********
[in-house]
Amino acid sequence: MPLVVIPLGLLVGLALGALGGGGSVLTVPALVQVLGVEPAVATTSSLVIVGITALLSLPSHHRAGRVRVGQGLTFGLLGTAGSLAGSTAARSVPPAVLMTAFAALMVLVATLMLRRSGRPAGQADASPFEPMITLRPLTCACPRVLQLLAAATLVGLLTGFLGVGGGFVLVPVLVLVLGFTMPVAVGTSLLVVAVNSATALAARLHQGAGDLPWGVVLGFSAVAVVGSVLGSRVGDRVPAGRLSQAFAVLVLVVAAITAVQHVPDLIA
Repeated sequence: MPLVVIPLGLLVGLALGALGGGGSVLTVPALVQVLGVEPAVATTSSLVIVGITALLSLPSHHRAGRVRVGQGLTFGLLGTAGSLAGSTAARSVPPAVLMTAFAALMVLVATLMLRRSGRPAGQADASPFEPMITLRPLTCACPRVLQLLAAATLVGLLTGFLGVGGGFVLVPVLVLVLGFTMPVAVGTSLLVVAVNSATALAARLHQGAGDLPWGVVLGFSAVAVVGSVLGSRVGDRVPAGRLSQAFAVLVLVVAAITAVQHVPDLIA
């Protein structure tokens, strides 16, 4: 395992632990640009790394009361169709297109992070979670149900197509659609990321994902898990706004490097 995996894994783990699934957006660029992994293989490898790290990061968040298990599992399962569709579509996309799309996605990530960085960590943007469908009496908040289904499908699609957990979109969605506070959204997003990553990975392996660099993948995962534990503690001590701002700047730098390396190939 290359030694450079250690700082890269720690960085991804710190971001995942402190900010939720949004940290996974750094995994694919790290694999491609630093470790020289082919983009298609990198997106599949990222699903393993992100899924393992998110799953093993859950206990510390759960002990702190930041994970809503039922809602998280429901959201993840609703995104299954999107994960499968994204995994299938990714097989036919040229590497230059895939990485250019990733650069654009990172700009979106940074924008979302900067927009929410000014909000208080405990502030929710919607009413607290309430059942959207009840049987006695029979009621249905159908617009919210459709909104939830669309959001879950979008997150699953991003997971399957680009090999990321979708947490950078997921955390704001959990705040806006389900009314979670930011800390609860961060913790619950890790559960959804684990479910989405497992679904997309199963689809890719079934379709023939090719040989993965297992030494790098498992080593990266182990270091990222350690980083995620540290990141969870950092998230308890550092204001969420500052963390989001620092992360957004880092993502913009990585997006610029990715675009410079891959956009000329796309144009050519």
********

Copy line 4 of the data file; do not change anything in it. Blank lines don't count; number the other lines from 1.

């Protein structure tokens, strides 16, 4: 395992632990640009790394009361169709297109992070979670149900197509659609990321994902898990706004490097 995996894994783990699934957006660029992994293989490898790290990061968040298990599992399962569709579509996309799309996605990530960085960590943007469908009496908040289904499908699609957990979109969605506070959204997003990553990975392996660099993948995962534990503690001590701002700047730098390396190939 290359030694450079250690700082890269720690960085991804710190971001995942402190900010939720949004940290996974750094995994694919790290694999491609630093470790020289082919983009298609990198997106599949990222699903393993992100899924393992998110799953093993859950206990510390759960002990702190930041994970809503039922809602998280429901959201993840609703995104299954999107994960499968994204995994299938990714097989036919040229590497230059895939990485250019990733650069654009990172700009979106940074924008979302900067927009929410000014909000208080405990502030929710919607009413607290309430059942959207009840049987006695029979009621249905159908617009919210459709909104939830669309959001879950979008997150699953991003997971399957680009090999990321979708947490950078997921955390704001959990705040806006389900009314979670930011800390609860961060913790619950890790559960959804684990479910989405497992679904997309199963689809890719079934379709023939090719040989993965297992030494790098498992080593990266182990270091990222350690980083995620540290990141969870950092998230308890550092204001969420500052963390989001620092992360957004880092993502913009990585997006610029990715675009410079891959956009000329796309144009050519």